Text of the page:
3. Whether any statutory exceptions or other defences are available.

There are two types of infringement:

1. Direct infringement, meaning acts done directly in relation to patented products or processes (section 60(1), PA 1977). It covers activities in the UK relating to: (I) Patented products; (ii) Use of patented processes; (iii) Offering patented processes for use; and (iv) Products obtained directly through patented processes.

Where the patented invention is a product, a person infringes the patent (Section 60(1)(a), PA 1977) where they either: (I) Make the product; (ii) Dispose of the product; (iii) Offer to dispose of the product; (iv) Use the product; (v) Import the product; or (vi) Keep the product (whether for disposal or otherwise).

2. Indirect Infringement, meaning acts done indirectly in relation to patented products or processes. A person indirectly infringes a patent (Section 60(2), PA 1977) where all of the following apply:

a. He supplies or offers to supply in the UK a person with any of the means relating to an essential element of the patented invention for putting the invention into effect.

b. Either he knows or it must be obvious to a reasonable person in the circumstances that the means are suitable for putting, and are intended to put, the invention into effect in the UK.

c. The person supplied or to whom the offer is made is not a licensee or another person entitled to work the invention.

Section 60(5) of the PA 1977 sets out a number of exceptions to infringement under sections 60(1) and (2) of the PA 1977.

In addition to the exceptions to infringement it is also possible to defend a patent infringement claim by challenging the validity of the patent/ patent registration on the grounds that:

1. The invention does not satisfy the statutory criteria applicable for patent registration;

2. There is prior art and the invention was not novel at the time of registration and therefore should not have been granted in the first place.

Alternatively it is also possible to defend a patent infringement claim by undertaking a technical analysis of the patent specification of the patent and proving that your product falls outside the ambit of the patent specification.

General Rules for Patent Drawing

Creating a drawing for a patent is very much different from the one we did in our school days. Unlike the drawing in school, here, we have certain rules and we need to follow these rules religiously, failing which can cost a rejection in the patent application. No matter whether the drawing is a utility patent drawing or a design patent drawing we need to follow these golden rules put forth by patent offices like USPTO.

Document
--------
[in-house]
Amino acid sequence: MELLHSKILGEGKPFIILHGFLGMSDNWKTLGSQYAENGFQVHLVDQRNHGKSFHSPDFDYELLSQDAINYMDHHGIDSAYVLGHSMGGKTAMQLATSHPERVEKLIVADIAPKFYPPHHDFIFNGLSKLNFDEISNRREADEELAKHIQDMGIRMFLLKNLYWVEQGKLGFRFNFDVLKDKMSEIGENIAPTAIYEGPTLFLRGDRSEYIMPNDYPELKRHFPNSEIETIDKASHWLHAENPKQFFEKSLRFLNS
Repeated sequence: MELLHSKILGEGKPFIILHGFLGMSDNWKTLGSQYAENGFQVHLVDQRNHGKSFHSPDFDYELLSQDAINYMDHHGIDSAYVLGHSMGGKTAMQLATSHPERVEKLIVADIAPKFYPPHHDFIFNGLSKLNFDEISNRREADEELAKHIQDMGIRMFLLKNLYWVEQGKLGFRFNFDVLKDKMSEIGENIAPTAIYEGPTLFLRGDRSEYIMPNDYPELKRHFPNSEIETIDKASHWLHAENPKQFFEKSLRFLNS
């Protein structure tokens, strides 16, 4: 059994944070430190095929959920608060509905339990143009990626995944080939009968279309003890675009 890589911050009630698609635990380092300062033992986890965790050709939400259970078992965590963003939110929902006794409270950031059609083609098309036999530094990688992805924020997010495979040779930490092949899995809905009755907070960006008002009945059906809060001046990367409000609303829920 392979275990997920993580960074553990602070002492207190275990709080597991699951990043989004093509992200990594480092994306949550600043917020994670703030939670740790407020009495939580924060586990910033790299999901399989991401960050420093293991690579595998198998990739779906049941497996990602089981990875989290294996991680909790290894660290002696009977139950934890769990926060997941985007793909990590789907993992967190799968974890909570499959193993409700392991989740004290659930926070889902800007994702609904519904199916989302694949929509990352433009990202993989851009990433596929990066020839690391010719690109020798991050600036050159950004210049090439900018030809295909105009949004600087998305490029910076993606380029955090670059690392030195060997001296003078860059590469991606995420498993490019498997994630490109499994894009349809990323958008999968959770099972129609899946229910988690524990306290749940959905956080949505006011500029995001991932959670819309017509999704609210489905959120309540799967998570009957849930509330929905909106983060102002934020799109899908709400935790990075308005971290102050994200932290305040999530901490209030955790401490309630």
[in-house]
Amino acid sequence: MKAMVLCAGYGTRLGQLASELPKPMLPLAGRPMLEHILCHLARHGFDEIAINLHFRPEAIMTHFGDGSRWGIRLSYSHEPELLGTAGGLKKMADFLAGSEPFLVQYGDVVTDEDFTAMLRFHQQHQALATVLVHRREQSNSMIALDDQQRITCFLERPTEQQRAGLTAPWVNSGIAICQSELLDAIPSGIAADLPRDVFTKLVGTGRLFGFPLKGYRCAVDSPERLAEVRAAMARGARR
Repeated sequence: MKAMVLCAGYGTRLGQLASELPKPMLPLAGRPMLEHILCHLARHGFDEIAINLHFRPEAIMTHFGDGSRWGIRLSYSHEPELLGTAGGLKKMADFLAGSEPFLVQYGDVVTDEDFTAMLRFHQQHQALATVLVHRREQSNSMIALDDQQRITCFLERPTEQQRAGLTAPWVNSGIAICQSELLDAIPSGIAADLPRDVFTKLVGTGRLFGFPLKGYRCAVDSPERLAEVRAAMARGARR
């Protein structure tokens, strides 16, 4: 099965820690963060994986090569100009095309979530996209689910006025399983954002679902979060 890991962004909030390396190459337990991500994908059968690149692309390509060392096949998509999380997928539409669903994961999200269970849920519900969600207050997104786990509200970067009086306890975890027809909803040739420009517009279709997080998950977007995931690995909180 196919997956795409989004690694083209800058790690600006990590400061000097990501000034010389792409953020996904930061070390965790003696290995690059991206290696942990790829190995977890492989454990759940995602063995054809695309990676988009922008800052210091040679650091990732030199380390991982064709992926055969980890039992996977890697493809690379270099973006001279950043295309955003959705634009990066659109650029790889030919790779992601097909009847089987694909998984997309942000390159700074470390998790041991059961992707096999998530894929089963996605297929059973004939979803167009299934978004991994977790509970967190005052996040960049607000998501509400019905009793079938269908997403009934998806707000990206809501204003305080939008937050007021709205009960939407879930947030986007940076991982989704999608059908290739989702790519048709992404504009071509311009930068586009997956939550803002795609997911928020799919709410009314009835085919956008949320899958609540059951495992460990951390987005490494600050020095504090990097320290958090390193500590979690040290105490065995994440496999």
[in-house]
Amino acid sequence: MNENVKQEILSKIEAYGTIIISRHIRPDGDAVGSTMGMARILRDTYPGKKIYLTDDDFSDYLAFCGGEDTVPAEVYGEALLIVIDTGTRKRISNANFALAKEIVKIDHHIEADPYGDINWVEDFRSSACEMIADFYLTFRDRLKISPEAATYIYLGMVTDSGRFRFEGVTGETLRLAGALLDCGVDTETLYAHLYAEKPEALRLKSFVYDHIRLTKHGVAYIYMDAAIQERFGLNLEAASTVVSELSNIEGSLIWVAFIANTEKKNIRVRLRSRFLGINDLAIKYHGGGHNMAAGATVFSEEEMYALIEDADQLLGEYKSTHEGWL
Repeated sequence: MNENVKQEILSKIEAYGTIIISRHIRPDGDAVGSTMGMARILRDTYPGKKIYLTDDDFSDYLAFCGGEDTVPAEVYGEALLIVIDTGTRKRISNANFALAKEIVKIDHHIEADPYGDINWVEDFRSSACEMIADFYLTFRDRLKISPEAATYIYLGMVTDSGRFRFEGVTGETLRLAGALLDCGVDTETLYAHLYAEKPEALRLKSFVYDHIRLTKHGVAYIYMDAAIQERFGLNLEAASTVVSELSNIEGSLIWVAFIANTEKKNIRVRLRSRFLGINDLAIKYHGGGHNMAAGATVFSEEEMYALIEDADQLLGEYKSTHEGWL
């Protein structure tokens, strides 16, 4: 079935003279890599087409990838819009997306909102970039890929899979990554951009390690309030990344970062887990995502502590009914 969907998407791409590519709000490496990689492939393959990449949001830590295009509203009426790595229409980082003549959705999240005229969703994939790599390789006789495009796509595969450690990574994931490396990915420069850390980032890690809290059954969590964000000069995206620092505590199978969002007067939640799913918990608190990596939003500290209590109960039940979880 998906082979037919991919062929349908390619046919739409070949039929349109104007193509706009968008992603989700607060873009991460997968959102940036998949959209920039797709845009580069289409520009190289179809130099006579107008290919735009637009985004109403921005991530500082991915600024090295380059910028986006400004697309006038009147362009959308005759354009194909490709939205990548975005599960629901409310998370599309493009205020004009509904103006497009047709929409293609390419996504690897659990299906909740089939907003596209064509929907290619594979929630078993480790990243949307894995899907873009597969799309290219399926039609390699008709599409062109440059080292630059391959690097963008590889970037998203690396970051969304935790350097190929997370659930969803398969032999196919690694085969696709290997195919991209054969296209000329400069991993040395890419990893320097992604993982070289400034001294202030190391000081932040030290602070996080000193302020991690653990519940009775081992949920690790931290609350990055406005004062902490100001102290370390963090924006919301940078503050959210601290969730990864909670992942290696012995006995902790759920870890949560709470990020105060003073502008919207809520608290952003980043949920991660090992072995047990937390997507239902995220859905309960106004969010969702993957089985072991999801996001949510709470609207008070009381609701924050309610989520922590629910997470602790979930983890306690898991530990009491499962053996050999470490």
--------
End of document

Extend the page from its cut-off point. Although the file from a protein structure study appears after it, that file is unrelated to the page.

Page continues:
This is an article that will highlight some of these golden rules which a draft-person should follow while creating a patent illustration for an invention.

Rules for Patent Drawing

Showing features clearly: No matter whether you are showing a device, process or a design putting every feature of the invention in paper and that too accurately is important. Patent illustrator needs to document every feature of the invention accurately.

All we can say that we need to make sure that the patent examiner fully understands the feature of the item without putting stress on their eyebrows. Failure to include all the details may lead to rejection of the patent.

For example if you have a drawing of a mobile phone that has many features we need to show each feature of the mobile phone in such a way that anyone going through it can have a clear understanding of the invention.

Neatness: Even if, you present features of your invention accurately but the drawing is having some strike-throughs, over writings and alterations you risk rejection. Though it is not documented anywhere that your patent illustration should be neat and clean still patent office like USPTO want you to present a neat and error-free drawing that is readable.

Legibility: Legibility is the ability to distinguish various letters and is another criterion a professional draft person needs to follow where each text, word and image should not overlap its adjacent element. Failing to make optimum legibility could lead to rejection of your application.

Readability: Readability is another criterion that is not documented anywhere but we need to follow it during this whole process. Spacing within words, between words and between lines are such that the resulting text is again visually readable.

Visually Appealing: Not only you need to have a legible drawing but it should also be visually appealing where your drawing sheet is devoid of folds, holes and creases.

Use Metric System: Any dimension and sizing information presented in a patent disclosure will be in metric inches preferably centimeters in case of small devices we can use millimeters. Though USPTO doesn’t forbid using English Engineering Units still they prefer metric system and thus we need to follow this rule as well.

Sheet Size: Sheet size is another important criterion that we need to follow in a patent drawing. Patent office like USPTO is very specific on sheet size and allows only two kinds of sheet size a) 21 cm x 29.7 cm which is also called as A4 size and b) 21.6 cm x 27.9 cm which American people generally use.

Putting it all together we can say that creating an illustration for invention is a science as well as an art that requires adequate knowledge of regulatory norms as well as an artistic approach and thus you can do justice with your invention only if you are an experienced draft-person.